Opportunism In Indian Politics - Eastern Mirror
Wednesday, July 24, 2024

Opportunism in Indian Politics

By The Editorial Team Updated: Aug 21, 2022 11:07 pm

At present, Indian politics is often driven by opportunism rather than morality. This is why we see untimely change of governments by horse trading or formation of governments by warring political parties through post-poll arrangements. In all such cases, democratic set-up of the country becomes the biggest causality as the political parties twist the people’s mandate to suit their purposes. Sadly, many political parties in the country have shown more interest in hanging on to power than ensuring the welfare of the people.

The recent change of government in Bihar is a perfect example of opportunism in Indian politics. The manner in which the Janata Dal (United) (JD-U) joined hands with rival political parties like the Rashtriya Janata Dal (RJD) and Congress, ditching its pre-poll partner Bharatiya Janata Party (BJP) has turned democracy into a mockery. Ironically, this is not the first time that JD-U has changed partners to be in power. A few years ago, the party dumped its alliance members RJD and Congress, to embrace BJP. What is more perplexing is that despite all these changes, the ruling coalition has always been headed by Nitish Kumar, the founder of JD-U. It only proves that the changes were effected to keep Nitish Kumar in power. On both occasions, sensing that his relations with the allies were deteriorating, JD-U chief changed partners to survive. Such an act by Nitish Kumar has created a US-like presidential system in Bihar, where the Chief Minister is supreme.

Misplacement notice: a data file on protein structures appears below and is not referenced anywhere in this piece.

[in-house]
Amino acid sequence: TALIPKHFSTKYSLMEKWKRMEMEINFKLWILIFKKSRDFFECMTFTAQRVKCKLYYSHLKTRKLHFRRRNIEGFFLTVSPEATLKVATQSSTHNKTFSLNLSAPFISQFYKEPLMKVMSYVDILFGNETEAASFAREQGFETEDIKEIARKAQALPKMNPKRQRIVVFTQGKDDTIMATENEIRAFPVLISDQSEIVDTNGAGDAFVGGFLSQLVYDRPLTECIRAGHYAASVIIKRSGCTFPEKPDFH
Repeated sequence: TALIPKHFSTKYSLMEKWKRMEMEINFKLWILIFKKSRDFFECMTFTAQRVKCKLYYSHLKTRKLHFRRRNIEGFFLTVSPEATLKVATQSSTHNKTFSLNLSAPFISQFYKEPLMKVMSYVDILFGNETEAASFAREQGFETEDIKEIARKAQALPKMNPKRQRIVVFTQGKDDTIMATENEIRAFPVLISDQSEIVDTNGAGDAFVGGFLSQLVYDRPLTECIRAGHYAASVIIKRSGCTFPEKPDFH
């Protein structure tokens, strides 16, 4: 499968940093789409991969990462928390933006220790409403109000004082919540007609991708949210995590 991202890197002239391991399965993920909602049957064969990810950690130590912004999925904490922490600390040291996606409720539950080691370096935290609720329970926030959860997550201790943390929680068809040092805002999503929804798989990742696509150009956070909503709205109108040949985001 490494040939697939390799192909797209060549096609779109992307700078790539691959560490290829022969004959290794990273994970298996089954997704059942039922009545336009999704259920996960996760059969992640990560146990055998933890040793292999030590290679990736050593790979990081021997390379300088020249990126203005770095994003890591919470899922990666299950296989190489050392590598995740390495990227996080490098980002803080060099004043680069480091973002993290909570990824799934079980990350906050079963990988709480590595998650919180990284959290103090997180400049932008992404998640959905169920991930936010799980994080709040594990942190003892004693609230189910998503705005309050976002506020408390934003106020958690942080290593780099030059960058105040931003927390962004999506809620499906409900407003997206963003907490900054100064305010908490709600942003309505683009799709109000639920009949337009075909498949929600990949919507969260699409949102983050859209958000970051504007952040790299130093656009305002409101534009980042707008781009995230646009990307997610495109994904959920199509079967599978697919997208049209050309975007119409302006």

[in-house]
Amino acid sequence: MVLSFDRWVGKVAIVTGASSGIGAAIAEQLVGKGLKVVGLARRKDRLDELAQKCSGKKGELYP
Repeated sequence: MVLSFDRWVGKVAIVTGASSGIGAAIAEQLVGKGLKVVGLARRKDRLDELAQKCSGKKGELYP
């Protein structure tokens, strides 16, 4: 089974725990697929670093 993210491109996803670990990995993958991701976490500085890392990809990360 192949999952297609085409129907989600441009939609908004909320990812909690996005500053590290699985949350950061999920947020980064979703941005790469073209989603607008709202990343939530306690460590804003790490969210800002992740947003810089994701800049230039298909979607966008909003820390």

Clearly, this does not bode well for the Indian system where the electorate votes to elect their government for five-year terms. If a government cannot last its full-term, one way to go is midterm elections. But since the late sixties, instead of seeking fresh mandates, political parties have often encouraged horse trading. To check this trend, the government led by late Rajiv Gandhi brought the anti-defection law, which is popularly known as the tenth schedule of the constitution. But quite unfortunately within days of the said law coming to effect, some politicians started misusing it.

Time is ripe to revisit the anti-defection law to end unethical practices in Indian politics. In this regard, it should be noted that the Election Commission (EC) has expressed its reservations about holding by-elections necessitated due to the resignation of a Member of Parliament or Legislative Assembly. According to experts, EC should modify its view in this regard as by-elections are held for various reasons and it can’t be stopped. They suggest it would be better if EC bans the same person from contesting elections by whose resignation the by-election has been necessitated. At the same time, any type of post-poll arrangements should also be discarded as it goes against the mandate of the people. It is hoped that immediate steps will be taken to prevent future political horse trading occurring time and again in Indian politics.

By The Editorial Team Updated: Aug 21, 2022 11:07:17 pm
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